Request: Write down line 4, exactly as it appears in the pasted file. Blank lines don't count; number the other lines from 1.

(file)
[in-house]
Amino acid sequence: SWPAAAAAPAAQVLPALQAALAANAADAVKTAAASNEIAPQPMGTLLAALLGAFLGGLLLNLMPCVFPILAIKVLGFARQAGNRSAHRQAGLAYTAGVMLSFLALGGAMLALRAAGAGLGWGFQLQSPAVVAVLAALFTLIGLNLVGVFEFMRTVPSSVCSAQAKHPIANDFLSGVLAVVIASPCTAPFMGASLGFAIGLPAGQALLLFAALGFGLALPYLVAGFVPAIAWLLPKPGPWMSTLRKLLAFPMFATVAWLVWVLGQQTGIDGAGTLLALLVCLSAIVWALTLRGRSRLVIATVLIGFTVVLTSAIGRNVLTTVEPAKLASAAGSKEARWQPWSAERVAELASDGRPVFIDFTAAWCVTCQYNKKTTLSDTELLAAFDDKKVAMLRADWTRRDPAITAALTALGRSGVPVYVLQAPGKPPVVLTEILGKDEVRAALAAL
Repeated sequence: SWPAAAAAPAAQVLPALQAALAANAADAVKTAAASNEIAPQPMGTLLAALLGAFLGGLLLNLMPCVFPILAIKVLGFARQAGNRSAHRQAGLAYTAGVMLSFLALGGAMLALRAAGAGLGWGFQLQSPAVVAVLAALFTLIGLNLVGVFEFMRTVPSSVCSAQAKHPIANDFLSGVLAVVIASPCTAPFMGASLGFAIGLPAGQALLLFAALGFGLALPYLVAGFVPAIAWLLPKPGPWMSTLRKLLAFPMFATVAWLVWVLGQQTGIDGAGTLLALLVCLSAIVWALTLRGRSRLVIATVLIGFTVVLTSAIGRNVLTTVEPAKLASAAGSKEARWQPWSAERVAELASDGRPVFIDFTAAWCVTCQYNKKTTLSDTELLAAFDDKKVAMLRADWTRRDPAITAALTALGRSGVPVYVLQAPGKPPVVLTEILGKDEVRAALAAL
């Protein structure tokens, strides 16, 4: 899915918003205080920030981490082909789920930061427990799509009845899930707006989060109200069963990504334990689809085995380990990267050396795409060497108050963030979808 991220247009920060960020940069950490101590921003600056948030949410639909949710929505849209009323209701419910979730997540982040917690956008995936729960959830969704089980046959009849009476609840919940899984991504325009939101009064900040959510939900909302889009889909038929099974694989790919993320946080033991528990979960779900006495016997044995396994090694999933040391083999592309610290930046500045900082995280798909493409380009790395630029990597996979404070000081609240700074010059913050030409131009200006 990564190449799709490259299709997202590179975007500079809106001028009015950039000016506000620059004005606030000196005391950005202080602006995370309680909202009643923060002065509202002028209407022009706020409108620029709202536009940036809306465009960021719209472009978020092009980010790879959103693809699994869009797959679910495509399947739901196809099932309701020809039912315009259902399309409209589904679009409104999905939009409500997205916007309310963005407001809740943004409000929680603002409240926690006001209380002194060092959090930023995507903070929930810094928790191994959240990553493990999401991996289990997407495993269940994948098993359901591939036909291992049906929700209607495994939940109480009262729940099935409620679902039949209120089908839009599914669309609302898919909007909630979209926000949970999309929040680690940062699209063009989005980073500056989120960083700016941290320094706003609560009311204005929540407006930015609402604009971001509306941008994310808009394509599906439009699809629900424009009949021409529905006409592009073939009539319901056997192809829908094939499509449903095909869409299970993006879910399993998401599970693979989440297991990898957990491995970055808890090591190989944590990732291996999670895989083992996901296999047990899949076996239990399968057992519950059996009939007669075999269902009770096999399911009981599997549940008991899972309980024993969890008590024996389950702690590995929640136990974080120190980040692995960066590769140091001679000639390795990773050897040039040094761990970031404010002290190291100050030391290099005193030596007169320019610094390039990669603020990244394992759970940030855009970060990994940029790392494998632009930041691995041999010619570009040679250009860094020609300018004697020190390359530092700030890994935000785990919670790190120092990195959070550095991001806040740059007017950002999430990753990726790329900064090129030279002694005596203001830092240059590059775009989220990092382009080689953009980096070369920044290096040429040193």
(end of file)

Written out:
């Protein structure tokens, strides 16, 4: 899915918003205080920030981490082909789920930061427990799509009845899930707006989060109200069963990504334990689809085995380990990267050396795409060497108050963030979808 991220247009920060960020940069950490101590921003600056948030949410639909949710929505849209009323209701419910979730997540982040917690956008995936729960959830969704089980046959009849009476609840919940899984991504325009939101009064900040959510939900909302889009889909038929099974694989790919993320946080033991528990979960779900006495016997044995396994090694999933040391083999592309610290930046500045900082995280798909493409380009790395630029990597996979404070000081609240700074010059913050030409131009200006 990564190449799709490259299709997202590179975007500079809106001028009015950039000016506000620059004005606030000196005391950005202080602006995370309680909202009643923060002065509202002028209407022009706020409108620029709202536009940036809306465009960021719209472009978020092009980010790879959103693809699994869009797959679910495509399947739901196809099932309701020809039912315009259902399309409209589904679009409104999905939009409500997205916007309310963005407001809740943004409000929680603002409240926690006001209380002194060092959090930023995507903070929930810094928790191994959240990553493990999401991996289990997407495993269940994948098993359901591939036909291992049906929700209607495994939940109480009262729940099935409620679902039949209120089908839009599914669309609302898919909007909630979209926000949970999309929040680690940062699209063009989005980073500056989120960083700016941290320094706003609560009311204005929540407006930015609402604009971001509306941008994310808009394509599906439009699809629900424009009949021409529905006409592009073939009539319901056997192809829908094939499509449903095909869409299970993006879910399993998401599970693979989440297991990898957990491995970055808890090591190989944590990732291996999670895989083992996901296999047990899949076996239990399968057992519950059996009939007669075999269902009770096999399911009981599997549940008991899972309980024993969890008590024996389950702690590995929640136990974080120190980040692995960066590769140091001679000639390795990773050897040039040094761990970031404010002290190291100050030391290099005193030596007169320019610094390039990669603020990244394992759970940030855009970060990994940029790392494998632009930041691995041999010619570009040679250009860094020609300018004697020190390359530092700030890994935000785990919670790190120092990195959070550095991001806040740059007017950002999430990753990726790329900064090129030279002694005596203001830092240059590059775009989220990092382009080689953009980096070369920044290096040429040193």